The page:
Right now school will be the focus of my energy.  Working full time and going to grad school part time at night is definitely going to be a challenge, but a welcome one at that.  I am hoping that when I am done I will be able to have the skills to someday down the road run some sort of community arts organization, a true collaboration of my artist within and my desire to work for the arts in a different way than being a traditional artist.

So for now I am going on a bit of a blog hiatus.  I will still continue to read my favorite blogs and keep up with what is going on in the blogging world (as well as the world of the home cook/foodie), but I think I will not be spending as much of my time hunting for new recipes to try and share with the world.

I wasn’t sure what would come of this project, and it made me break out of my regular cooking shell and try new things.  Some were successful, others were complete failures (and not necessarily shared with my readers).  I wasn’t sure if anyone would actually read my blog besides my mom and friends, but people did.  And they commented, which I also really appreciated.  So here’s to seeing where the road takes me, and who knows, maybe we will meet again sometime in the future!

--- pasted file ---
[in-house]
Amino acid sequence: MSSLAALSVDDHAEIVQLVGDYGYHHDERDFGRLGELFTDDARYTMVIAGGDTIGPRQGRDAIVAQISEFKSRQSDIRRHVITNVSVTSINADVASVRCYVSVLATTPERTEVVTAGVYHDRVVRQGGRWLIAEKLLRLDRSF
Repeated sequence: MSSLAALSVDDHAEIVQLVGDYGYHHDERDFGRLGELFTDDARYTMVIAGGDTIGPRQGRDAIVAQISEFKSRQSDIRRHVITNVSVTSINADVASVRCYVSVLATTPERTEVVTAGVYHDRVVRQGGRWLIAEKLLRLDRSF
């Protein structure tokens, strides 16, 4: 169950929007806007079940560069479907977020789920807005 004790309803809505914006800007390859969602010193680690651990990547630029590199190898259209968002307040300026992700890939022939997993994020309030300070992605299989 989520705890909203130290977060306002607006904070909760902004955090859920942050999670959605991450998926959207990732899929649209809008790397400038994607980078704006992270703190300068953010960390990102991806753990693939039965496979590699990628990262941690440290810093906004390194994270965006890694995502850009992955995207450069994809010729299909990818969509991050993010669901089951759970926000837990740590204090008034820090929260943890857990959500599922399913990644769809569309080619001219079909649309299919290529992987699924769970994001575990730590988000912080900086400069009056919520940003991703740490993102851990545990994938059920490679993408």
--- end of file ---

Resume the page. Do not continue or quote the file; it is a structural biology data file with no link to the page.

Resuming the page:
P.S. I just discovered that I never posted the recipe for s’mores cupcakes, so I am going to share them below.  They are easy, awesome, and a total crowd-pleaser, so make them, immediately.

S’mores Cupcakes

Source: Macaroni and Cheesecake

3/4 cup dutch processed cocoa powder
1 1/2 cups all-purpose flour
1 1/2 cups sugar
1 1/2 teaspoons baking soda
3/4 teaspoon baking powder
3/4 teaspoon salt
2 large eggs
3/4 cup warm water
3/4 cup low fat buttermilk
3 tablespoons canola oil or applesauce
1 teaspoon pure vanilla extract

Preheat oven to 350 degrees. Line standard muffin tins with foil liners or squares of foil for the rustic look; set aside.

In the bowl of a stand mixer, sift together cocoa powder, flour, sugar, baking soda, baking powder, and salt. Add eggs, warm water, buttermilk, oil, and vanilla, and beat until smooth, about 3 minutes. Scrape down the sides and bottom of bowl to assure batter is well mixed.

Spoon batter out evenly among muffin cups, filling each 2/3 full. Bake until tops spring back when touched, about 20 minutes, rotating pan once if needed. Transfer to a wire rack and let cool completely.

Marshmallow Fluff Frosting

2 sticks unsalted butter, room temperature
2 cups confectioner’s sugar
1/2 tsp. vanilla
16 oz. tub of marshmallow cream (or fluff, if you are from New England)

In the bowl of a stand mixer fitted with the paddle attachment, cream the butter on high until light and fluffy. Add the confectioner’s sugar, 1/4 cup at a time, and beat until fluffy each time

Beat in the vanilla until incorporated. Add the marshmallow fluff and beat until creamy.

Pipe the frosting on the cooled cupcakes using a large ziploc bag with the end snipped off (a la Sandra Lee).  Top the piped frosting with crushed graham crackers and an individual piece of hershey’s chocolate.